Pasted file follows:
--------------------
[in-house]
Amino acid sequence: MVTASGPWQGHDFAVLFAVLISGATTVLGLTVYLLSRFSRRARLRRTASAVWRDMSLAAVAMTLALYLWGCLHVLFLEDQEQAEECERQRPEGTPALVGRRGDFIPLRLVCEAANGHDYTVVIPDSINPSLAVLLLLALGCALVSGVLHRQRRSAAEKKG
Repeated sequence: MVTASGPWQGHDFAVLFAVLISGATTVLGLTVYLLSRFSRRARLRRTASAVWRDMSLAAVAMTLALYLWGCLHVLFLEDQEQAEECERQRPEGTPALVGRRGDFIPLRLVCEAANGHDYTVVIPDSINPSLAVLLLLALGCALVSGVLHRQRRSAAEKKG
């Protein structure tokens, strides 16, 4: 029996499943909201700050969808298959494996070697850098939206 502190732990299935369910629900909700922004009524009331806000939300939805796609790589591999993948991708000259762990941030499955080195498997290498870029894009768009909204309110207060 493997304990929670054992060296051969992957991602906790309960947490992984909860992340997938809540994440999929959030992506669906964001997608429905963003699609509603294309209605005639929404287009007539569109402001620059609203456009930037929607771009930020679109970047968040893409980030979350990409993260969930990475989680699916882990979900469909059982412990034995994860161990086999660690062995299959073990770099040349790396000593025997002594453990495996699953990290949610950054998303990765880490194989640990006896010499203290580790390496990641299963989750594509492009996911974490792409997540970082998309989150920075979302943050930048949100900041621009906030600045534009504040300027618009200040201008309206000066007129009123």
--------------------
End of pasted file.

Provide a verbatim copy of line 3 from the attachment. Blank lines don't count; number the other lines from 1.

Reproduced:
Repeated sequence: MVTASGPWQGHDFAVLFAVLISGATTVLGLTVYLLSRFSRRARLRRTASAVWRDMSLAAVAMTLALYLWGCLHVLFLEDQEQAEECERQRPEGTPALVGRRGDFIPLRLVCEAANGHDYTVVIPDSINPSLAVLLLLALGCALVSGVLHRQRRSAAEKKG